A commission that works on behalf of women and children says Liberia’s new president is committed to education -- and is willing to do what it takes to achieve it. Members of the Women’s Commission for Refugee Women and Children recently traveled to Liberia and met with President Ellen Johnson Sirleaf. The commission, based in New York, wanted to see how well the country is educating its children.
The leader of the delegation, Lori Heninger, met with Ms. Sirleaf to talk about Liberia’s needs. English to Africa reporter Cole Mallard spoke with Heninger, who said Ms. Sirleaf is “very, very committed to getting Liberia on the path to development through education.” She quoted Ms. Sirleaf as saying, “The education sector will drive the development of the country; this will move Liberia into the new Millennium.” She says, “The education system over the last 14 years of civil war … really has been decimated; schools have been destroyed; there’s a huge lack of teachers and teacher training institutions.” She says there are about 500,000 young people called “overgrown,” meaning they’re “over-age for traditional education.” Some are former child soldiers.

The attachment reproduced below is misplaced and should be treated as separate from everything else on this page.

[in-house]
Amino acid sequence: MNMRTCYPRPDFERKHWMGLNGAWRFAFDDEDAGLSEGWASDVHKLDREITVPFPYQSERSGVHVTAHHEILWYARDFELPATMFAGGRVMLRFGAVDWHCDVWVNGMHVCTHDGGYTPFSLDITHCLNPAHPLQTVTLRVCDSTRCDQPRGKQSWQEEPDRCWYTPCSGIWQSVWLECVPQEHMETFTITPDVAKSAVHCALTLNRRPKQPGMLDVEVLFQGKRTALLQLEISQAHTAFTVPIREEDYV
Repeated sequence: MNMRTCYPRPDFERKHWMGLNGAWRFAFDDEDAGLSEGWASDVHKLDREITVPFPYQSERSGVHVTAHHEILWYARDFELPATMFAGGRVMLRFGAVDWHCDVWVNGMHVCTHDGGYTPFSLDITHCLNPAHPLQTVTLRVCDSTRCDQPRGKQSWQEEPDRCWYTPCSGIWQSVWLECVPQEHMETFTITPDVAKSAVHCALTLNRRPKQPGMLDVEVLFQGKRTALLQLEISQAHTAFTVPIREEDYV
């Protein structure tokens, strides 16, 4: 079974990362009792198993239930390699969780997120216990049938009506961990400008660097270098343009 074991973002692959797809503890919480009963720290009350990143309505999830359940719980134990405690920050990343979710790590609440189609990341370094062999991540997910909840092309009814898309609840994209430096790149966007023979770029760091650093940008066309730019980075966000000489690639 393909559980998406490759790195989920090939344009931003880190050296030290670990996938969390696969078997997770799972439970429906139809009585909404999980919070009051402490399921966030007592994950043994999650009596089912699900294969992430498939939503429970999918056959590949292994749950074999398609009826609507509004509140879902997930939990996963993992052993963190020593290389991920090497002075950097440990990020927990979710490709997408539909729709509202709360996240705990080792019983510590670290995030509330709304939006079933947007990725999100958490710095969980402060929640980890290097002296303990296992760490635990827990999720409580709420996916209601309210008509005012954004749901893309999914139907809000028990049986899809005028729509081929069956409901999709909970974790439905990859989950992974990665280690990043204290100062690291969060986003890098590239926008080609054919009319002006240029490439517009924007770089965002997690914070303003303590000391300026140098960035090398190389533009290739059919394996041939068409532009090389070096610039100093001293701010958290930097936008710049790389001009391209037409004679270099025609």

According to Heninger, Ms. Sirleaf says she will see to it that these children will at least “have limited access to education.” She says Ms. Sirleaf says she intends to fight corruption by appointing qualified people to fill government positions. Heninger says, “That is the first step toward getting education that is appropriate and quality and suits the needs of the children and youth of Liberia.” She quotes Ms. Sirleaf as saying the funding for this must come from Liberia’s rich natural resources and from donor nations.
She says the commission recommends tailoring education needs to the various age groups, including life skills education, a trade, HIV/AIDS prevention, human rights training, conflict resolution, an increasing number of teacher training institutions, and adequate pay for teachers. Heninger says donor nations “really have to step up to the plate on this” because “Liberia has such an extraordinary opportunity right now with the new president …” She says, “Now is the moment.”